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All the musicians who accompanied Gene Vincent throughout his career were the best of his time, Cliff Gallup, Johnny Meeks, Dickie Harrel, etc. But there is one, who was part of the second Blue Caps formation to whom I have a special affection, the great Paul Peek.

Peek joined Gene Vincent’s band as a substitute for its rhythm guitar Wee Willie Williams, but like all the musicians who were part of the Blue Caps he was not just any musician. Paul Peek was a very talented musician, excellent singer and a very good guitarist. In 1956 Paul was due to join Lefty Frizzel’s band as a steel guitar, but a chance encounter with Gene Vincent who was at the top of the charts with “Be Bop a Lula”, made the young Peek end up being part of the Blue Caps.

He appeared alongside Vincent in the movie “The Girl Can’t Help It”, playing “Be Bop a Lula”, in the scene of the movie Peek is to the left of Vincent with a red acoustic guitar. Vincent was aware of his lack of mobility due to his leg injury that forced him to wear a brace, and told Peek to move like Elvis so that the performance, which was also in playback, was more dynamic. The result was that Paul Peek totally monopolized the camera and made the scene mythical.

Paul Peek participated in the recording of such emblematic songs from Vincent’s repertoire as “Unchained Melody”, “Cat Man” and “B-I-Bickey Bi Bo Bo Go” 0 “Pink Thunderbird”, the latter composed by Peek. He also achieved a singular honour as a member of the band when, in the fall of 1956, Vincent ended up recording one of Peek’s songs. He also appeared with Vincent in another movie, Hot Rod Gang. Paul Peek was with the Blue Caps until Gene Vincent stopped accompanying them in the late 1950s.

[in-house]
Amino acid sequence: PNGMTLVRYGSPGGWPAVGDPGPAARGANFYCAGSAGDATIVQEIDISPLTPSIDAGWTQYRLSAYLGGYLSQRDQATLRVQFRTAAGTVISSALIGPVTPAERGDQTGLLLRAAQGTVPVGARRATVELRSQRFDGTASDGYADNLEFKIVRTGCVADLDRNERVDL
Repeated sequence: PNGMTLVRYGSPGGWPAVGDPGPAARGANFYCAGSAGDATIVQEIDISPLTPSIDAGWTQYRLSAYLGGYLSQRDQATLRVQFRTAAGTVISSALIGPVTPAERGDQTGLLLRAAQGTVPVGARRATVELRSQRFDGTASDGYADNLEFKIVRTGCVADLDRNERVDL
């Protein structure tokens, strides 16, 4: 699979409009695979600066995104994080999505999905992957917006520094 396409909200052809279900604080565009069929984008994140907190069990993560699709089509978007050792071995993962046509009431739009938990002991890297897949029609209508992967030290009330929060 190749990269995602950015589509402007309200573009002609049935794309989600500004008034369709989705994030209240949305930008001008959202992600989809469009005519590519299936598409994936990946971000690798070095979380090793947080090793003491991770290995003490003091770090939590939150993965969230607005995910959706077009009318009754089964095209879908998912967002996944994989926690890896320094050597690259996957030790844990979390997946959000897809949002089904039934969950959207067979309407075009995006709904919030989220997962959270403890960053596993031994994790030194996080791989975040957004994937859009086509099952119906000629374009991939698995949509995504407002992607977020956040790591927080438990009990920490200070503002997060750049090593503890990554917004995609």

Parallel to his years as a member of the Blue Caps, Peek developed a very interesting solo career, releasing more than 14 singles between the late 1950s and the 1960s.

Peek made it onto the charts with “Brother-in-Law”, a song in response to Ernie K-Doe’s “Mother-In-Law”. As a soloist, he recorded a wide range of styles, R’n’B with New Orleans, Rock & Roll, Northern Soul, Country, Rockabilly, High School style ballads, etc…. In addition to all the aforementioned Paul Peek was responsible for Esquerita getting a contract on Capitol Records, Peek discovered Esquerita while playing in a seedy club and was so impressed that he made him record some demos on a Greenville radio station (WESC) around 1958. At the time, Peek was a member of the Blue Caps, which had a contract with Capitol Records. From these contacts and the influence of Paul Peek with Capitol Records came a record contract for Esquerita. Peek even co-wrote the song “The Rock-Around” with Esquerita, who played the piano on the recording.

Paul Peek was the first artist to record for the NRC (National Recording Corporation) label, this label released the single “The Rock Around” in 1958.

Unfortunately, Peek never made it to the top, his alcohol problems took its toll and escalated over the years.

In the 1980s he joined Blue Caps for a tour of Europe, it was in those years that he met Jeff Beck. Peek and Beck became mutual admirers, Beck also recorded “Pink Thunderbird” on their Crazy Legs album.

Peek’s last years were difficult, his alcohol consumption had worsened and he had lost an eye in a car accident. His health began to worsen in the late 1990s and he died of liver cirrhosis in 2001.

Juanmy “The Hunter”

This post is also available in: Español (Spanish)

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